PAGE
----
The original Peggle is one of the most popular puzzlers ever released, and it sold very well indeed on the Xbox 360. Exclusive at launch (although this is a timed exclusive, so expect it to appear on other formats soon enough) Peggle 2 looks much like the first game in the series, but will obviously feature more levels and new power-ups. There’ll also be customisation options for the Peggle Master characters.

It might not seem like a big deal, but bagging Peggle 2 as a lunch exclusive could be a good thing for the Xbox One. PopCap makes some damn fine puzzle titles that people play, a lot, and the Xbox One could capitalize on this.

Powerstar Golf

As golf games go, Powerstar Golf looks like it could be a decent enough title, filled with quirky characters and special abilities, but for a console launch it’s a little out of place, especially as most hardened golf fans would prefer something a little more complex and realistic.

Still, perhaps the main reason for the game’s arrival a launch is the social element, which the title does embrace. As with the PS4, the Xbox One is going to place a major focus on social networking, and this could be an early example of how games will make use of it.

Ryse: Son of Rome

Microsoft is pushing Crytek’s Ryse with gusto, and for good reason. If there’s one developer who can create something to really show off your new console’s hardware, it’s Crytek, and Ryse is looking like a very impressive hack and slasher.

Taking place, surprisingly enough, in Rome, Ryse will feature ultra-violent combat, both on the battlefield and in the gladiatorial arena, and although it initially seemed to be a bit of a QTE-fest, it’s looking more and more like it’ll boast some great gameplay to match the stunning visuals. One to watch, that’s for sure.

Zoo Tycon

This is another questionable inclusion for a launch exclusive, even if the Tycoon series is one of the most well-respected business sims around. Hardly a game to showcase the real capabilities of the Xbox One, it’ll instead probably go down the social route, and it can’t hurt to have some more sedate and cheerful entertainment to play when your new console arrives.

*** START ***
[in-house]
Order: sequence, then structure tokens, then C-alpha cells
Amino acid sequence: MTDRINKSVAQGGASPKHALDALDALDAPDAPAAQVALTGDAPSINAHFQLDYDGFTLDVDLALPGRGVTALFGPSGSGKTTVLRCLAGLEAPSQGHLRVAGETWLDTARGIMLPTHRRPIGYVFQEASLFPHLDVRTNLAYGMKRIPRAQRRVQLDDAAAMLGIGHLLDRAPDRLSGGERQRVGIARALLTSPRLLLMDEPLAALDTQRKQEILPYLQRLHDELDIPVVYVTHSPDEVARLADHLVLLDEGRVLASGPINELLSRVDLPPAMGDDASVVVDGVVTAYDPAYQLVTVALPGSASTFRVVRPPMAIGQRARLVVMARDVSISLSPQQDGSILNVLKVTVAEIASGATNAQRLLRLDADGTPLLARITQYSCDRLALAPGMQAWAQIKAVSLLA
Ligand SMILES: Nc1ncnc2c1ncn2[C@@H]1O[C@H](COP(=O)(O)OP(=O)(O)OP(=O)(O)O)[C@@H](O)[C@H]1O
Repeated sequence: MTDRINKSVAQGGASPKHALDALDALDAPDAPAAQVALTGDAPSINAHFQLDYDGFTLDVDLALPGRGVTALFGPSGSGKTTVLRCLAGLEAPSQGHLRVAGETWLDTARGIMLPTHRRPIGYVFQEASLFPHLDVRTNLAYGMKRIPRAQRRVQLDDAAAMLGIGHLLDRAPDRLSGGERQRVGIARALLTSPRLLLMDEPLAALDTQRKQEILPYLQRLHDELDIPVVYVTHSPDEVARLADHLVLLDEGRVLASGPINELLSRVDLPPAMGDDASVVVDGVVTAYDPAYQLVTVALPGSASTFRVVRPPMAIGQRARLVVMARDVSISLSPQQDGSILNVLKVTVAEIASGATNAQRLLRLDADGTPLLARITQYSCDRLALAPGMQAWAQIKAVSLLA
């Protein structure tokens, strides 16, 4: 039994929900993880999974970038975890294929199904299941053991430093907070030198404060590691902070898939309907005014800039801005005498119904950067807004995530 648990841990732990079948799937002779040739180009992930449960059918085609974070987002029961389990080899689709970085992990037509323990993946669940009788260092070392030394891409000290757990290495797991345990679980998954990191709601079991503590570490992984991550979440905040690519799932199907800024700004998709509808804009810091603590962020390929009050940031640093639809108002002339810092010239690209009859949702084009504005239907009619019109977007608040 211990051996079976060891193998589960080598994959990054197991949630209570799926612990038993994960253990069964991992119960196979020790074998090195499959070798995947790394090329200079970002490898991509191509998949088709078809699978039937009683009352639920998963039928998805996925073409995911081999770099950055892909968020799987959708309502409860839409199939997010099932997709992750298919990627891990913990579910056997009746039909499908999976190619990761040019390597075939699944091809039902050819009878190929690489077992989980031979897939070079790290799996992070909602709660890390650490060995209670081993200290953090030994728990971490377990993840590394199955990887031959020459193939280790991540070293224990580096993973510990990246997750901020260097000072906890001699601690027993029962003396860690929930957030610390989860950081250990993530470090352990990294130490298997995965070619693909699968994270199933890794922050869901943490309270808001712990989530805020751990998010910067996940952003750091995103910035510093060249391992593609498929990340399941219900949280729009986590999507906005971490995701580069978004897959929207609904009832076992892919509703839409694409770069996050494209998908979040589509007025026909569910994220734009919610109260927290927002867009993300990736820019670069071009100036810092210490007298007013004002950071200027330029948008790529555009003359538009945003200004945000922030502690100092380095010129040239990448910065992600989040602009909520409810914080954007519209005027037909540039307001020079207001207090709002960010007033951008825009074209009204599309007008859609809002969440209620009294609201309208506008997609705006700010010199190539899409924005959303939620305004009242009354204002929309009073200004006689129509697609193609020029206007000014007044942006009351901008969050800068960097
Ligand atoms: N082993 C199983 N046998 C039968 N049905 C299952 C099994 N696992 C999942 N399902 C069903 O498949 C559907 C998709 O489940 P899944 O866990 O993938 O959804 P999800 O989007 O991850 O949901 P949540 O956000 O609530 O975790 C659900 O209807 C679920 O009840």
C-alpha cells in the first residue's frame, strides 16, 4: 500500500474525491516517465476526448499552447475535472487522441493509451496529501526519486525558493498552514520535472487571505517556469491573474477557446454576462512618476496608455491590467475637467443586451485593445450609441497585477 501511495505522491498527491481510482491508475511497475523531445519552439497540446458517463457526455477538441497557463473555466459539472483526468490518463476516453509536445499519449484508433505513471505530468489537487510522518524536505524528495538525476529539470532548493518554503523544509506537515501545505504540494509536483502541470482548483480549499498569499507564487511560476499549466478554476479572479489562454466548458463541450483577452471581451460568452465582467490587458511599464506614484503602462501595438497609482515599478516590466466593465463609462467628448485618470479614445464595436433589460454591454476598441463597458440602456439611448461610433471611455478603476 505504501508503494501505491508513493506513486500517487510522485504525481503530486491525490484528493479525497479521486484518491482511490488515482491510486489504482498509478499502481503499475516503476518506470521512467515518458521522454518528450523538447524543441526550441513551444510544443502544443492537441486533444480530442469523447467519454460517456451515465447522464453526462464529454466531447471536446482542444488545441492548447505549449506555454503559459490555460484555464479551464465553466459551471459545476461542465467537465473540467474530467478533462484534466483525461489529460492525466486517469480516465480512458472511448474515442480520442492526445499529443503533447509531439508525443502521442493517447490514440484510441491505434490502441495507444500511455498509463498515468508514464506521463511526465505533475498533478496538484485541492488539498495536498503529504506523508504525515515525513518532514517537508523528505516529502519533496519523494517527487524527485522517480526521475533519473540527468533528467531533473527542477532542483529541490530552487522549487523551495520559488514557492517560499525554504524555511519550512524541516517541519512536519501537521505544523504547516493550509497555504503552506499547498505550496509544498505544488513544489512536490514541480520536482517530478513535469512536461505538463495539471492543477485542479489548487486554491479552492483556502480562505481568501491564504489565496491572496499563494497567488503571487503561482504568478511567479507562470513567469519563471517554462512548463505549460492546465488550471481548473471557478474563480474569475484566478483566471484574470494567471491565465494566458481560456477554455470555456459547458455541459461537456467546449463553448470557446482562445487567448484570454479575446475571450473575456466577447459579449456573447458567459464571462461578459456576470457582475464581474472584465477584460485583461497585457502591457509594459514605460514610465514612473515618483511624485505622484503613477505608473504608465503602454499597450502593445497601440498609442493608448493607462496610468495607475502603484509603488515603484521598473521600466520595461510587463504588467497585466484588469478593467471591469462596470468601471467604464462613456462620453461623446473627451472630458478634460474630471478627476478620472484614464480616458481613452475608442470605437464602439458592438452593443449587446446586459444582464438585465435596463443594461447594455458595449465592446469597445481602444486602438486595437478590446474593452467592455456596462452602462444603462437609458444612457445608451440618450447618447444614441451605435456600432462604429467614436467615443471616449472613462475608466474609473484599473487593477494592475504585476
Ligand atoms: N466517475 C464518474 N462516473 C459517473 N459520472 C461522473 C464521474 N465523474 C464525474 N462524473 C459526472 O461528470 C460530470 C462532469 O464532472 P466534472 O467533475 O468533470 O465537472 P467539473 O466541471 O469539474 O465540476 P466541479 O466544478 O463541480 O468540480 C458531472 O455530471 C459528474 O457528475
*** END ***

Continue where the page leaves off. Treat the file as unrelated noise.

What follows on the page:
Zumba Fitness: World Party

The Wii kick-started the fitness video game trend with Wii Fit, and now there’s a plethora of similar titles littering the market, with this Xbox One exclusive adding to the catalogue at launch.

Developed by Majesco, the next iteration of the popular Zumba series will be exclusive to the Xbox One at launch, but will arrive on other platforms, including the Xbox 360 and Wii U in October. It features over 40 new routines based in various dance styles from around the world and incorporates a new story mode to help you burn those calories and trim that waist.


The Xbox One’s line up of launch exclusives is certainly varied, and it contains something for most kinds of player. More importantly, it includes three major big name titles in the form of Ryse, Dead Rising, and Forza, and it has a smattering of casual and Kinect games for good measure. Is it a particularly strong line up, though? We’d say no, not really.

As with the PlayStation 4, the Xbox One is lacking some of the big names you’d expect Microsoft to roll out in order to give the console the best chance possible. Xbox flagship title, Halo is isn’t around, nor are other crowd pleasers like Gears of War. Impressive upcoming titles like Project SparkTitanfall and Quantum Break are not arriving until next year, and the launch line up doesn’t make great use of the indie market.

The verdict

Choosing the better line up of the two next gen consoles is a very, very subjective thing, and for some people, even one of the games available for a console will be the decider, even if the rest don’t appeal. However, there are elements of both line ups that can be separated.

It can be argued that Xbox has the better selection of high profile titles. The PS4 has Killzone, which should be great, but Knack is a new, untested title, so we can’t know for sure how it will fare. DriveClub is another new IP, and therefore another unknown quantity.

The Xbox One, on the other hand, has Dead Rising 3 and Forza, both already successful and anticipated titles. Add in Ryse, which comes from a talented developer of great games like Crysis, and you have a winning retail line up.